by Peter Wallace, © 2007
People are different now. Fifty years ago, many people in the workforce were World War II veterans, and children of the Great Depression. Both of those historical events would have to change a person. The consistent view of parents was to provide their children with a better life than they had experienced, so, relatively speaking, my generation was spoiled, although by comparison to more recent generations, we had it pretty tough.
When people contemplate the changes in American society in the past 50 years, they speculate on what factors have taken us from the people we were then to becoming the people we are now. I’m sure there are many things that have contributed to the changes in society, but I’m convinced that the biggest single factor has been television.
I’m of the age of people who were generally born into households that already had a TV set. The first TV I remember was a Zenith or a Philco… I don’t remember which. It had a gray steel housing, and a screen about the size of laptop computer screen. Because it had tubes instead of transistors, it took 30 seconds to turn on, and the vertical and horizontal hold knobs were used often, as we tried to keep the picture from rolling or going sideways. Of course, it was black and white.
Watching TV was something we did as a family, or with permission during weekends and summer vacations, or the occasional sick day. I remember eating popcorn while watching the election returns for the 1960 presidential contest. I remember “Howdy Doody,” and “Romper Room,” and the early “Mickey Mouse Club.” But, the TV wasn’t always on, and even the silliest of comedy programs had an element of dignity to them.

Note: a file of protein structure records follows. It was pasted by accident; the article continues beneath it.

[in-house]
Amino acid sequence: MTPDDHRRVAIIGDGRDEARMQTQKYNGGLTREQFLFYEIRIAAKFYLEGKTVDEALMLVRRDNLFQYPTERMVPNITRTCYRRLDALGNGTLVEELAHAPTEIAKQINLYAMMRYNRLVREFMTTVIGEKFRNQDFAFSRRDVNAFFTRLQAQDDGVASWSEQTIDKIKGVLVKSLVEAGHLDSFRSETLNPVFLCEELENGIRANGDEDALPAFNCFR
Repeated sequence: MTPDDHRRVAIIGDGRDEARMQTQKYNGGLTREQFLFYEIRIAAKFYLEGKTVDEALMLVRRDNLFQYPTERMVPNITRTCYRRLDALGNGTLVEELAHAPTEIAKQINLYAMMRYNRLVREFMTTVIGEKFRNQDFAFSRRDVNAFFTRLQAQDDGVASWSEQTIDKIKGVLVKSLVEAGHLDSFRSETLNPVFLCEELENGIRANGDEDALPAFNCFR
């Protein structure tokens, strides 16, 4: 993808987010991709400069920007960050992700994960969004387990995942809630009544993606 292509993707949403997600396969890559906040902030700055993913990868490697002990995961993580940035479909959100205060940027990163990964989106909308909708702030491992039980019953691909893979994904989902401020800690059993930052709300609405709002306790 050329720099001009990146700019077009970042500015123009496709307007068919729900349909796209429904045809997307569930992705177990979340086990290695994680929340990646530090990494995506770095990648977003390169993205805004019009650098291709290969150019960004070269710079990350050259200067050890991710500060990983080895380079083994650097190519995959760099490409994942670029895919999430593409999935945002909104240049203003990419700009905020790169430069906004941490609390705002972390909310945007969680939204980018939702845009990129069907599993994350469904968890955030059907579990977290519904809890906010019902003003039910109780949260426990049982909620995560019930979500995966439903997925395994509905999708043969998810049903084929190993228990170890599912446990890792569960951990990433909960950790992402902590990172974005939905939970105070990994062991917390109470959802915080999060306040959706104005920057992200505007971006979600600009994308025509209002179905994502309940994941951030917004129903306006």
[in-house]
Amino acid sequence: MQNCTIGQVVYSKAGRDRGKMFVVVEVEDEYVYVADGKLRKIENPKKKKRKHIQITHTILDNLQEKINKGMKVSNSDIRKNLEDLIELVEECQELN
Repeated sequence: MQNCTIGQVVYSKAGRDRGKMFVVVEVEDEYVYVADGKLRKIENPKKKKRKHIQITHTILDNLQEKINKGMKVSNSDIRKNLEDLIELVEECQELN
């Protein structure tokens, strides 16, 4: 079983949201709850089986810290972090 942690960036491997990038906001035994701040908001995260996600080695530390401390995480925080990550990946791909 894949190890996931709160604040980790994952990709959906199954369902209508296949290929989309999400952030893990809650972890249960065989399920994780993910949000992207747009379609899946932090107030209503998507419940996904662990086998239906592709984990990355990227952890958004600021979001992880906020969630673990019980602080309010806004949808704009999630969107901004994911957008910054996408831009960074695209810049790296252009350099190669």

As time went on, the TV sets got a little better, the screens got a little bigger, and the off switch wasn’t used as much. I think back on the hours I wasted watching television as a kid, I kick myself. And yet, I know we watched less than many families. But, I learned much about American society and being an adult from what I saw on TV. I learned that adults always pour a stiff drink when they come home from work, that mothers wore dresses all the time, and that fathers went to some vague sort of “work” now and then, but were usually home with their courteous and respectful children.
Nothing that we saw on TV turned out to be accurate, except maybe for the Andy Griffith show, which seemed to depict small town America of that era in a true, albeit caricatured way. Later in the 1960s, TV got sexier, with “Laugh-In,” “The Dean Martin Show,” and spicy jokes in Johnny Carson’s monologues. Kids like I were watching a lot, with less parental supervision.
Fast forward to 2007, and most houses have 100 channels of programming, no supervision of kids’ watching, and little restriction on violence or sex on all channels, and no restrictions on some premium channels.